Posted by ESPN.com's Tim Griffin
Back in the day, I used to really enjoy watching Nebraska defensive end Jared Tomich play.
Tomich was the pre-eminent bull-rush pass-rusher in his day. The two-time All-American was about as subtle as a sledge hammer, charging into opposing backfields with unbridled determination. You might remember he did it with flair, wearing a half-shirt jersey that was unusual for his position.
While combining with Grant Wistrom, the duo provided the Cornhuskers with the best pair of defensive ends that I can remember playing college football in a long time.
Tomich played in the NFL for six years, where he transformed himself and his career with an interest in martial arts. Instead of relying on brute strength, his new training enabled him to beat pass-blockers with guile and leverage.
Lincoln Journal Star columnist Steve Sipple has the story about how Tomich now is using that martial arts experience -- Tomich has a second-degree black belt in karate -- to help football players.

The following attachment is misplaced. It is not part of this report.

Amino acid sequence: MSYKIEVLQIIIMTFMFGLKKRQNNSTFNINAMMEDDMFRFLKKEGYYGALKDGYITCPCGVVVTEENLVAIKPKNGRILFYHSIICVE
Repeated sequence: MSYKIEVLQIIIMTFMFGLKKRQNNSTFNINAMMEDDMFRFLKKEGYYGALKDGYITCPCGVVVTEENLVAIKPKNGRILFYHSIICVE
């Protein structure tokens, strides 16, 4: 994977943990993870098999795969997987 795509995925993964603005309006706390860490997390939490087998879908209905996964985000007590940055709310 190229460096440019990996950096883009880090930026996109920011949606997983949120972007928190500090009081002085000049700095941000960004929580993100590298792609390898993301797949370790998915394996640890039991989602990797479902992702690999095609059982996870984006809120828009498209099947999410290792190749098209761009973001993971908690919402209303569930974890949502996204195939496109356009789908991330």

And he's going to appear at his alma mater later this week to instruct a new generation of Blackshirts on the benefits of what he likes to call "combat football."
Nebraska strength coach James Dobson told the Journal-Star he's interested in learning about Tomich's philosophy.
"Football's a game of hands," Dobson told the Journal Star. "Especially when you're talking about linemen and linebackers and even DBs and receivers. You're always trying to get people off of you. In martial arts, that's what the experts are great at doing. That's what really sparked my interest."
It's interesting to remember Tomich and wonder how great he would have been if he had incorporated his new football strategy when he had been playing.
He was a great player in college. But the extra benefit might have made him an off-the-charts college defensive lineman if he had known about martial arts a little bit sooner in his career.